ICE Instructed to Stop Using “Illegal Alien” in Terminology

The previous administration had built much of its foundation on the concept of stricter immigration laws and harsher penalties for people who entered the country unlawfully. The Biden Administration is looking to change that image and a good deal of the previous administration’s rules. In a recent announcement, the White House has instructed Immigration and Customs Enforcement (ICE) and Customs and Border Protection (CBP) to stop using terms that are widely considered to be disparaging among immigrants.

Two of the most notable changes and why they are being addressed are:

  • “Illegal alien”: The Biden Administration wants ICE and CBP to start using “undocumented migrant” in place of “illegal alien.” The change is meant to dispel the notion that all people who enter the United States without the proper channels are dangerous criminals, which was a frequent talking point in the prior administration. Undocumented migrant puts the attention on the fact that the matter is often a clerical issue more than a criminality issue.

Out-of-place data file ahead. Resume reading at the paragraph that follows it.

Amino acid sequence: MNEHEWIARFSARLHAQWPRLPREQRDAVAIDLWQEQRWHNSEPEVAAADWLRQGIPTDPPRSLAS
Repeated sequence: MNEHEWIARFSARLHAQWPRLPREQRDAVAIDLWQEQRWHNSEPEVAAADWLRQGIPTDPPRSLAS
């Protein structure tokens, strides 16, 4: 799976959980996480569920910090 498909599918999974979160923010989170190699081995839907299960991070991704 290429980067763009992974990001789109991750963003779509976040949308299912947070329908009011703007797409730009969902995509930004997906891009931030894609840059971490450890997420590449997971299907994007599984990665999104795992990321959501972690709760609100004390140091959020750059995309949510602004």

• “Assimilation”: ICE and CBP should also stop using “assimilation” and say “integration” instead. Assimilation is defined as losing one’s identity to join a larger collective and in a “nondisruptive” way, which implies that undocumented migrants are inherently problematic.

All types of communications from both agencies, as well as United States Citizenship and Immigration Services (USCIS), should be changed with the new instructions from the Biden Administration. Press releases for the public and interoffice documentation will reflect the immediate changes, for example.

Interestingly, “alien” is used to describe a noncitizen in most of the country’s federal immigration law. Whether or not the laws will get a review for word replacements is not known at this time, but it can probably be expected as the Biden Administration continues to try to distance itself from the controversial policies in the last 4 years.

For more information about this immigration policy update, you can click here to view a full article from The Washington Post. [Log-in or subscription may be required.] If you want help with an immigration case, filing, or concern in Nebraska, then please reach out to Carlson & Burnett today. We would be happy to explore your rights and options as a documented or undocumented migrant. Contact us online to learn more.



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